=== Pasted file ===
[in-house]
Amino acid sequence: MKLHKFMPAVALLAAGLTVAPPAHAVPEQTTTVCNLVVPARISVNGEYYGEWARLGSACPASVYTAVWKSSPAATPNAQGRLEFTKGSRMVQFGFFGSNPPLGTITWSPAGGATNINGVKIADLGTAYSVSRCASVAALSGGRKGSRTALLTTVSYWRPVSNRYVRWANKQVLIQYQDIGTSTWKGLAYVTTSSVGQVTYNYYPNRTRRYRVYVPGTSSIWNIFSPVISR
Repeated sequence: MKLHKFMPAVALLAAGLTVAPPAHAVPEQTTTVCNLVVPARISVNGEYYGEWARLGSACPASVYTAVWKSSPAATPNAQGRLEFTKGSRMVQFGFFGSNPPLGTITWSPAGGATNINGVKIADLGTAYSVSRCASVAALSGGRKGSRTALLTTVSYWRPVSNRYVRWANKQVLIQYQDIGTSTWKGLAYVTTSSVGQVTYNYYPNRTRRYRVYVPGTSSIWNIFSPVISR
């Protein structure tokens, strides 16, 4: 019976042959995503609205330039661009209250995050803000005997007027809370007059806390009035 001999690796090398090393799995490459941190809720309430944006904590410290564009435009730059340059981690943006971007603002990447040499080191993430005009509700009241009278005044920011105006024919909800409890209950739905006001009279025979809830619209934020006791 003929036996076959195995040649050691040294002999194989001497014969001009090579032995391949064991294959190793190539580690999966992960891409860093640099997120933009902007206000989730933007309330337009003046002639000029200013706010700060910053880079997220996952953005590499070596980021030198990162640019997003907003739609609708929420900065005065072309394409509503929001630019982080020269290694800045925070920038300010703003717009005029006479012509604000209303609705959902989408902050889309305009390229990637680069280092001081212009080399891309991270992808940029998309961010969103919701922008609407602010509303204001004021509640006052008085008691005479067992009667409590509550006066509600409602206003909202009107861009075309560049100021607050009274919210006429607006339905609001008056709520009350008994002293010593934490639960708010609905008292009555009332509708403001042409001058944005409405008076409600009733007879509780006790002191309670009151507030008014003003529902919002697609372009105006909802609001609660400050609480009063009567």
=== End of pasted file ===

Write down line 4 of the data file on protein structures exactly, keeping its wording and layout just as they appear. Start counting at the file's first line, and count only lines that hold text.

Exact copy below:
């Protein structure tokens, strides 16, 4: 019976042959995503609205330039661009209250995050803000005997007027809370007059806390009035 001999690796090398090393799995490459941190809720309430944006904590410290564009435009730059340059981690943006971007603002990447040499080191993430005009509700009241009278005044920011105006024919909800409890209950739905006001009279025979809830619209934020006791 003929036996076959195995040649050691040294002999194989001497014969001009090579032995391949064991294959190793190539580690999966992960891409860093640099997120933009902007206000989730933007309330337009003046002639000029200013706010700060910053880079997220996952953005590499070596980021030198990162640019997003907003739609609708929420900065005065072309394409509503929001630019982080020269290694800045925070920038300010703003717009005029006479012509604000209303609705959902989408902050889309305009390229990637680069280092001081212009080399891309991270992808940029998309961010969103919701922008609407602010509303204001004021509640006052008085008691005479067992009667409590509550006066509600409602206003909202009107861009075309560049100021607050009274919210006429607006339905609001008056709520009350008994002293010593934490639960708010609905008292009555009332509708403001042409001058944005409405008076409600009733007879509780006790002191309670009151507030008014003003529902919002697609372009105006909802609001609660400050609480009063009567």